Russian peasant in 1812 British Caricature

From wiki

A redrawn version of a Russian caricature (on Napoleon’s 1812 campaign in Russia) by British artist George Cruikshank. A Russian peasant holds a bloody axe above Frenchman’s head, ready to strike. On the ground are the bodies of two French officers, whose skulls have been split by the Russian soldier’s axe. British caricature. Dorothy George translates the caption as: “There were hordes of you, weren’t there? Well, that’s the lot! That’s what you were up to, trying to hack your way through; in future you won’t give any trouble!”


Not really on topic but a very cool period illustration as long as your idea of cool is split open craniums:)


Unknown Hungary By Victor Tissot 1881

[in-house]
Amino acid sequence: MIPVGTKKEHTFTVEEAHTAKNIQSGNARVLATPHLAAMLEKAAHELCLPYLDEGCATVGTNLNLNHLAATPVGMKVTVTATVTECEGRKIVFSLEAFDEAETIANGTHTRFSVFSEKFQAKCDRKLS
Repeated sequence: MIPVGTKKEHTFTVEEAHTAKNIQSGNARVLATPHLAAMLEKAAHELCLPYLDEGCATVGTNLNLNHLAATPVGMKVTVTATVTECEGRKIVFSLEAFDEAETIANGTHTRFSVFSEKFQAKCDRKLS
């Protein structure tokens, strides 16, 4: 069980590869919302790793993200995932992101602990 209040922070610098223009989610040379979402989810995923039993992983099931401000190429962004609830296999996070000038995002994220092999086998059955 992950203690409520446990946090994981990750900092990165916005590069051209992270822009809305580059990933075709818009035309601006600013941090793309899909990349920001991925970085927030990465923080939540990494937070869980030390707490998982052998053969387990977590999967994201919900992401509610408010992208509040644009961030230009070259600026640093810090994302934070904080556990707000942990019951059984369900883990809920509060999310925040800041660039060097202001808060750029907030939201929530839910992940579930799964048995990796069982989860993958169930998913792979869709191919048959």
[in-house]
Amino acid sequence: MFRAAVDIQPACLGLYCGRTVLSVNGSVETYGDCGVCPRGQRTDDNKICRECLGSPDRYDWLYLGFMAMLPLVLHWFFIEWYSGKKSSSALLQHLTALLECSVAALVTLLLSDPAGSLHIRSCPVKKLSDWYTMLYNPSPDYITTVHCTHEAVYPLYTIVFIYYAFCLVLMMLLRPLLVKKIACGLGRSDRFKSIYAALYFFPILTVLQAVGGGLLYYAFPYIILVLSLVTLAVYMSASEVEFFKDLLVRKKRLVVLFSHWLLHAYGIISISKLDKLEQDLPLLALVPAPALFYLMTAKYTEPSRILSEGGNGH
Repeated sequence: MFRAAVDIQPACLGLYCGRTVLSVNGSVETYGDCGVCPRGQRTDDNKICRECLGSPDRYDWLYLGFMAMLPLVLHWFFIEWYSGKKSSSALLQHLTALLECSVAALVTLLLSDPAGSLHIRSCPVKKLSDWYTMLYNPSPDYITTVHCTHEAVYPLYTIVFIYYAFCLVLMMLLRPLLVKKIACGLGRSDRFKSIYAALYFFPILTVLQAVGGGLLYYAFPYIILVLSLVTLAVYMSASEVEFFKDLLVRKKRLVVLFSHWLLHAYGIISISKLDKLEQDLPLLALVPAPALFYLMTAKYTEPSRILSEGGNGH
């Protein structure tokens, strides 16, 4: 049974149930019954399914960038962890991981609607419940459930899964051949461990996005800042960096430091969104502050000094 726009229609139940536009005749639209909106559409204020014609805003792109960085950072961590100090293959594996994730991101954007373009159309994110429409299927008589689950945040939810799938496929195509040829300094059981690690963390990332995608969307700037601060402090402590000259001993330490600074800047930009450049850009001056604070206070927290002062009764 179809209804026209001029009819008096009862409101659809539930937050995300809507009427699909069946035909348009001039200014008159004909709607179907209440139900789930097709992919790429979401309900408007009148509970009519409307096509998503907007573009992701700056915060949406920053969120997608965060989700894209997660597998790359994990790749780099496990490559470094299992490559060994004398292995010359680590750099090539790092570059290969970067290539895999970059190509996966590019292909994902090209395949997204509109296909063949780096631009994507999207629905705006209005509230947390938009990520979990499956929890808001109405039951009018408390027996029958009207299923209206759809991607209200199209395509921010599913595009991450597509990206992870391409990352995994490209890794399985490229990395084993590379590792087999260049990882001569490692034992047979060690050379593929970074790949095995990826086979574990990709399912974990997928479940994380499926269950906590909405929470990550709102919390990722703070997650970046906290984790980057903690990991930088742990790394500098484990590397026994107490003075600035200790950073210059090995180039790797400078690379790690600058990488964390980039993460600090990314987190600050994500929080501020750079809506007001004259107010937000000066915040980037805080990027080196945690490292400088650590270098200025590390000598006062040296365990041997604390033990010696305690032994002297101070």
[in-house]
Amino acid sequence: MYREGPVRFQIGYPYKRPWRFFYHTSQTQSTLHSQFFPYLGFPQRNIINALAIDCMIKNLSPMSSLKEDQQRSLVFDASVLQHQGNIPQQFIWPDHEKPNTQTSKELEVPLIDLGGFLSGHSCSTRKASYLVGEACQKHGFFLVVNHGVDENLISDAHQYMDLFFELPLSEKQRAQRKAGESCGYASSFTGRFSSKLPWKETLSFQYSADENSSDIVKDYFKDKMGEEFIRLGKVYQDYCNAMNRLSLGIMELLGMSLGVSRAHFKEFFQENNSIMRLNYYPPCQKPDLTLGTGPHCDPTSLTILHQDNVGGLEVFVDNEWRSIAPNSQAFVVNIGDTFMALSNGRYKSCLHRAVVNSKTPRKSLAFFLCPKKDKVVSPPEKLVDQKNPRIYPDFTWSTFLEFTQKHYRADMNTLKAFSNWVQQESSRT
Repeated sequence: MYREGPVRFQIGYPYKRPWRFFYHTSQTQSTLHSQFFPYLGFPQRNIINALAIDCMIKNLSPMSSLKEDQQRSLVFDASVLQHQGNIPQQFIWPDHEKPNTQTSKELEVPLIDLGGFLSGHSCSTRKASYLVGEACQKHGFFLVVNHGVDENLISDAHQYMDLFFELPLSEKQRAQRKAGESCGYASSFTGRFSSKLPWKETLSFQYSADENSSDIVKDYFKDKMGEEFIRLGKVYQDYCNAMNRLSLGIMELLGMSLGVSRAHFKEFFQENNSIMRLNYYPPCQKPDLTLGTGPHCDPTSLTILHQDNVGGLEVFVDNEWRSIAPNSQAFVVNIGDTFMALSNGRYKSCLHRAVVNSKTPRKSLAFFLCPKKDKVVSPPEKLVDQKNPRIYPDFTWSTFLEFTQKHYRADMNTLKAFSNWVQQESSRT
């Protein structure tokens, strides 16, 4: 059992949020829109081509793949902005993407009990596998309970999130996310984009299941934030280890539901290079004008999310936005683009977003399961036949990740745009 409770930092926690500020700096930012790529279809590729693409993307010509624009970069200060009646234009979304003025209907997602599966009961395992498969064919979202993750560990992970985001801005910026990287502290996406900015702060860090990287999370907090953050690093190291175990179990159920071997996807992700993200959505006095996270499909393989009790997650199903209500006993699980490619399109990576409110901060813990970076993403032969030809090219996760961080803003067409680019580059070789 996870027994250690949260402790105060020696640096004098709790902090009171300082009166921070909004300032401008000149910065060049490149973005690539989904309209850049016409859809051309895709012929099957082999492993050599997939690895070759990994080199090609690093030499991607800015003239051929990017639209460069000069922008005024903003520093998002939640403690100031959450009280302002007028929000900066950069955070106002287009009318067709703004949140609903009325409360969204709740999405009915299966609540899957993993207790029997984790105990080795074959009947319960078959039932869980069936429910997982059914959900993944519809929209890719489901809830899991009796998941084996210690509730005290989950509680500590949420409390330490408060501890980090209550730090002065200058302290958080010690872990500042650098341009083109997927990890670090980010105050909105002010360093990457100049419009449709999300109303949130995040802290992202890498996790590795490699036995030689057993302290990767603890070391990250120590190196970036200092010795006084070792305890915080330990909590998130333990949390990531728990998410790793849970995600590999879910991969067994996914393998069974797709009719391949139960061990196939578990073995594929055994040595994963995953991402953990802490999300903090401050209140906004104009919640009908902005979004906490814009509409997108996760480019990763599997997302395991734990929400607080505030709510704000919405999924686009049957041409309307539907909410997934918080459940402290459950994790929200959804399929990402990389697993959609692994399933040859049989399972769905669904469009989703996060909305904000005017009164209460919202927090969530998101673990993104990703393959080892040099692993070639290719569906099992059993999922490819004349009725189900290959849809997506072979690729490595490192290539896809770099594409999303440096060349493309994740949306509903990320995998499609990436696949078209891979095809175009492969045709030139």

tatra-short-axe If the Kanasz possesses a hut made out of branches, the brigand becomes his companion for the night. His relations with refugees and vagabonds of the forest are the result of circumstances ; he is their spy, their sentinel. In return for his services the brigands respect the animals he guards, and for which he is responsible ; but if the opportunity occurs of doing a stroke of business for himself, the Kanasz does not neglect to profit by it. He manages the little hatchet which he carries in his waist-belt with as much dexterity as the Spaniards the knife and the Italians the stiletto. The Kanaszes are fond of assembling together for games of skill, and hurl their axes, which whirl round and round in the air as they fly whistling into the trunk of a birch-tree at forty or fifty paces distant, with great exactness of aim. To the Hungarian peasant, as well as to the Russian and Wallachian, the hatchet is a weapon of warfare which he prefers to a gun. I have often seen in Transylvania the peasant going out to hunt bears with nothing but a single axe ; he lies in wait, and when the animal comes up, lets fly this axe, which splits open the animal’s head.